Cancer and the media
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The relationship between cancer and the media is often characterized as one-sided, akin to a mysterious and complex love affair. Oncologists, acknowledging the enigmatic nature of cancer, emphasize that prevention is the most effective method for keeping this disease at bay. They express a fervent hope that the public comprehends the risks associated with cancer, factors that pervade our surroundings such as toxins, food, the environment and detrimental habits like smoking.

It is deemed essential for individuals to be informed about these factors, and doctors aspire for people to recognize the critical symptoms of cancer. These symptoms, although resembling those of benign conditions, necessitate understanding and proactive response rather than unfounded fear that could hinder early detection.

Early detection is paramount for successful recovery, and doctors appreciate the media as a valuable tool for disseminating crucial information to the public, alleviating the burdens borne by those affected by cancer.

Conversely, the media exhibits a less favorable stance toward cancer. It often sensationalizes the disease, instilling fear and perpetuating misinformation. Media representations of cancer patients in movies and series tend to portray them only in dire circumstances, neglecting the positive aspect of recovery. Despite the favorable recovery rates and curability of many cancer types, the media’s portrayal tends to focus on the bleak aspects, contributing to widespread fear.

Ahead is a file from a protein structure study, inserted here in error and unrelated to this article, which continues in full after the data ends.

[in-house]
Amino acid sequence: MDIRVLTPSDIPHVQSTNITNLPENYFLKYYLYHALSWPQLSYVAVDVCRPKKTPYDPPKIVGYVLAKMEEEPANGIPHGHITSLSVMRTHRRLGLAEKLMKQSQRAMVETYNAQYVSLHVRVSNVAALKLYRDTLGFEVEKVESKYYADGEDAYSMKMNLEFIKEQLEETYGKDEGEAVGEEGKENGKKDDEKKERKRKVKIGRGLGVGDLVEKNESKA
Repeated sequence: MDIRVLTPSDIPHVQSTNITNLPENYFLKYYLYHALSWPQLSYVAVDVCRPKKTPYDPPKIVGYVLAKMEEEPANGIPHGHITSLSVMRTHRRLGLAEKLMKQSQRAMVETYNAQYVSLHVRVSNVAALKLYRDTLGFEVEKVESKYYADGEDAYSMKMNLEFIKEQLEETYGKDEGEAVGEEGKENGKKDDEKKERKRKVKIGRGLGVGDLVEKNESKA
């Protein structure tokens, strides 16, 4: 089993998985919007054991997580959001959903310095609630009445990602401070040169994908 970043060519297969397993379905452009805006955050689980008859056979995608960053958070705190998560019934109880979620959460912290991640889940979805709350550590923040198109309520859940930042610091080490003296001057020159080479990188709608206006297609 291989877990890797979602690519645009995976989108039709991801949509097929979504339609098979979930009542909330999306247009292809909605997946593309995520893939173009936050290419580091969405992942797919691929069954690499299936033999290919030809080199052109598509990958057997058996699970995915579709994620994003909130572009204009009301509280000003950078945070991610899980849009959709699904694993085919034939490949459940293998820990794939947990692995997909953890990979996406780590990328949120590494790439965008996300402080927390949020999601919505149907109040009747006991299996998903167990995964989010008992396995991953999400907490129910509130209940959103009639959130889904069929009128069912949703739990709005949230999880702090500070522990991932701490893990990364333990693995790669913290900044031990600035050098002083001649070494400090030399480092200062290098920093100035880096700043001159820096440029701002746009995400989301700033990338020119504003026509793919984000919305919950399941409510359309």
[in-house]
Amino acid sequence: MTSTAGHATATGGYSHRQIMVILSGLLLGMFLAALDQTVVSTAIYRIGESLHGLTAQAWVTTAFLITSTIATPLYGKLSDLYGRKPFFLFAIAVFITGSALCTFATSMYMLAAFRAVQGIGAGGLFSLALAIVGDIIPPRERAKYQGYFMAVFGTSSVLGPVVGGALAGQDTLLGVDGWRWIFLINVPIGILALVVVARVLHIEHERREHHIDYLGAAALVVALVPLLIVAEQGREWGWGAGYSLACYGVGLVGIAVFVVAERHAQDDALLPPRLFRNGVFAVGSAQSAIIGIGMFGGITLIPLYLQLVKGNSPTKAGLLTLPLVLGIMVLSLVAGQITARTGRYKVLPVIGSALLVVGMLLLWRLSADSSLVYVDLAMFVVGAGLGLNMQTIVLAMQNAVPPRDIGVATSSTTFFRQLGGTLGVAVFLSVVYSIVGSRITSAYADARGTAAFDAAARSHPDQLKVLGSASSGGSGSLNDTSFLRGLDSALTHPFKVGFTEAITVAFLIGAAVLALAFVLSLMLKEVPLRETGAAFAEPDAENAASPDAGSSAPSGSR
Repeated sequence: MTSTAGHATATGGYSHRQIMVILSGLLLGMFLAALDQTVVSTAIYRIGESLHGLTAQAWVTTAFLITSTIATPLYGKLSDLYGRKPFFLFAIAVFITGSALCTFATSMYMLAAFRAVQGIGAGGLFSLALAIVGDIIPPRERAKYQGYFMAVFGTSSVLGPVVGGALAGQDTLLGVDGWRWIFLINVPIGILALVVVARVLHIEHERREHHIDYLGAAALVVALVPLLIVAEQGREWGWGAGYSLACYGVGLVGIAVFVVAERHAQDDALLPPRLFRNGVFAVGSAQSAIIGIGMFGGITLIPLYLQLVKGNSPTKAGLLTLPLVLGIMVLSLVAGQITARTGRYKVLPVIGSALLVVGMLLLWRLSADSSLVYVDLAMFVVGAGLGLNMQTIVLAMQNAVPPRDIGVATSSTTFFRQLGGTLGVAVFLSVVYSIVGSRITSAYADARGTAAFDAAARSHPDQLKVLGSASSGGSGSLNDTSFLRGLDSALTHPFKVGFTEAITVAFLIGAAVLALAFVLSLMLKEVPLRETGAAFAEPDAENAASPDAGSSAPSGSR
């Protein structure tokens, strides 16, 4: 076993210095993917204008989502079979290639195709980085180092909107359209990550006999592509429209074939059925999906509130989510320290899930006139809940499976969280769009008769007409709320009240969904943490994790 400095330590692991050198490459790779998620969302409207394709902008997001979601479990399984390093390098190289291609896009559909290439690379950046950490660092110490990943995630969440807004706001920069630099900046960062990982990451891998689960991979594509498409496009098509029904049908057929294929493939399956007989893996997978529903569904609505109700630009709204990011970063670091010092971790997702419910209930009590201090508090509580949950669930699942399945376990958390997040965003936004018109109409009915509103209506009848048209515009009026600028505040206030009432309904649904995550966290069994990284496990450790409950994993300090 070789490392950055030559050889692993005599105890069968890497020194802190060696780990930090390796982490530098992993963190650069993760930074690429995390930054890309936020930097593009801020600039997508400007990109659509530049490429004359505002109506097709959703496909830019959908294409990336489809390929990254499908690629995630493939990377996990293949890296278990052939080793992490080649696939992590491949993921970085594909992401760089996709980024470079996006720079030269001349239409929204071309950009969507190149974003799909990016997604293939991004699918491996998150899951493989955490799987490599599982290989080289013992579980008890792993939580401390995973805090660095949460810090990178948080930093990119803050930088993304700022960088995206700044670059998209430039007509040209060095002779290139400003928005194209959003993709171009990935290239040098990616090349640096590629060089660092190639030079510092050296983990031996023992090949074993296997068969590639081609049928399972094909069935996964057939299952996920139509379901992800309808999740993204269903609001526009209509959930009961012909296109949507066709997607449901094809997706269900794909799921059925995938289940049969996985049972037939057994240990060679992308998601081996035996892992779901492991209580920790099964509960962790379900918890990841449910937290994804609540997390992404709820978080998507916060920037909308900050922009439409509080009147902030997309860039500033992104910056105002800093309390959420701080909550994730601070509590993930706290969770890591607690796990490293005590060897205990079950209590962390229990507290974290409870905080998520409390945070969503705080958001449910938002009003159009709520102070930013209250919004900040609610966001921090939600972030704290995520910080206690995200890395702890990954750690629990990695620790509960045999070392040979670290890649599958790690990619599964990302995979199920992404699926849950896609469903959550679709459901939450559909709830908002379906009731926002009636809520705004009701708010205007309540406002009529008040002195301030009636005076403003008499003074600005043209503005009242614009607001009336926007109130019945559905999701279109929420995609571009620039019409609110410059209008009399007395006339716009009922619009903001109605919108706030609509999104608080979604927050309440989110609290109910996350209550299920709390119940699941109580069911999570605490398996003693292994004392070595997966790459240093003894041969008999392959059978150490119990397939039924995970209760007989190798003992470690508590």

The media’s negative impact on cancer extends to the dissemination of false rumors and the promotion of unverified means and medicines as sensational revelations. Such misinformation can inflict harm on patients and their families, with detrimental consequences. Throughout my medical career, I have witnessed the tragic loss of numerous patients due to misinformation propagated for the sake of sensationalism and increased readership.

Western media, a source of scientific news for many news platforms, is prone to publishing inaccurate information and unreliable discoveries to bolster their countries’ medical reputation and scientific research standing. Our media often falls victim to these promotions and deceit, ultimately harming patients. A substantial portion of the health budget in Western countries is attributed to the misinformation propagated by their media, leading patients to seek unnecessary treatments based on false information.

In light of these issues, it is imperative that our newspapers and channels seek guidance from scientists and specialized doctors to vet scientific news from Western sources. Only verified and accurate information should be disseminated to eradicate the influence of a Western media “mafia” that profits from disseminating inaccurate and sometimes misleading information.